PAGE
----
A root canal entails the removal of the nerve supply from a tooth. If you know the purpose of a root canal, the process may seem a little less intimidating.
Drs. Charles and Paul Mendes will explain the steps in person before your scheduled root canal. Here are some reasons why you may need one and how it will be done when you visit our Saint Paul office for your appointment.
Let’s look at the parts of a tooth. Teeth are made up of layers. The outside is the enamel you see, which is composed of minerals. The middle layer is called dentin. It is less dense and made of calcified tissues.
The center of the tooth, also known as the pulp, holds the nerves and blood vessels. When a tooth has decayed or been infected all the way down to the pulp, a root canal is used to remove and replace the root with a filling.
A cavity, sudden trauma, severe cracks, or other events that may cause nerve damage can start an infection of the root of your tooth. You may notice an infection if you experience abnormal pain, swelling, sensitivity, or change in tooth appearance.
Don’t hesitate to contact our Saint Paul office to schedule an examination if you notice these symptoms. We may need to take X-rays of the problem tooth to find out if a root canal is necessary.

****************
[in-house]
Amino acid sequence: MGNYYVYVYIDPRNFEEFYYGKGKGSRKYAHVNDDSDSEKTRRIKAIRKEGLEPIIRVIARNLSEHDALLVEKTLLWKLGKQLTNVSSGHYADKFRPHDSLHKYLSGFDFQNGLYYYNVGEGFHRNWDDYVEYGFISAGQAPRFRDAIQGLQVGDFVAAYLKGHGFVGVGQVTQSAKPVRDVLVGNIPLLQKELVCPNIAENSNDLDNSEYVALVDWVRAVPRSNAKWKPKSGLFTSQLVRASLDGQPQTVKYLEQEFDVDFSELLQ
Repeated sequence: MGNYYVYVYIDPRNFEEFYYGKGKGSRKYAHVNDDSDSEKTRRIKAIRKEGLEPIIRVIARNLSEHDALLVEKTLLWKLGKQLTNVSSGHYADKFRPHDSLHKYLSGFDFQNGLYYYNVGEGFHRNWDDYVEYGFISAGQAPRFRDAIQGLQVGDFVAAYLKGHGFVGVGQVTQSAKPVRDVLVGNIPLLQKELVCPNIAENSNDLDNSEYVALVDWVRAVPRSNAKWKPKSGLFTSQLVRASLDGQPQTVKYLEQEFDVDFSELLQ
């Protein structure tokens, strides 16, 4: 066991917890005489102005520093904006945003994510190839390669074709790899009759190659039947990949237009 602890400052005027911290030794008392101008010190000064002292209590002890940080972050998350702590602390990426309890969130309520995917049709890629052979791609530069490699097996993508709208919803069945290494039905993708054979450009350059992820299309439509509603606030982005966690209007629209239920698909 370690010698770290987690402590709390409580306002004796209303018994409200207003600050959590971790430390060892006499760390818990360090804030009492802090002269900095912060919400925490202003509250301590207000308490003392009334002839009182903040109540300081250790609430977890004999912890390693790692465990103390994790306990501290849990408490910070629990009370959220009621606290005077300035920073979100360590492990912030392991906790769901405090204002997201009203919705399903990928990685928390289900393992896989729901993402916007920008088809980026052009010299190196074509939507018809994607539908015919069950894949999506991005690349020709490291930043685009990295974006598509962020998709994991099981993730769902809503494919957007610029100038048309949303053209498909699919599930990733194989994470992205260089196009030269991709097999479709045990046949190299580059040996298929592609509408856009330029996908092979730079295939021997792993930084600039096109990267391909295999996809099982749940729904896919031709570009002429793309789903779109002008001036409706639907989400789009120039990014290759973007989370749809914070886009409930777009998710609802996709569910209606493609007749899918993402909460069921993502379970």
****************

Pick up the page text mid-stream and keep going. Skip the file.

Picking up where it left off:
Once an appointment is scheduled for a root canal and we’re ready to begin the procedure, you’ll be given anesthesia to keep you comfortable. The problem tooth will be isolated and sterilized. We work to remove all the infected area after that.
The treatment will include getting rid of nerve tissue and blood vessels, then filling in the spot where the nerve used to be. A crown is placed over the area to secure enamel from breaking down in the future and prevent the potential loss of the tooth. The root canal can block the possibility of having your tooth extracted due to decay or infection.
If you have further questions about root canals or notice any new issues in your mouth, please don’t hesitate to call our office and speak with a member of our staff. We’d be happy to answer your questions and schedule an appointment for you to come and get your problem tooth checked out.
Don’t forget: You can avoid having to undergo a root canal if we catch the problem early on!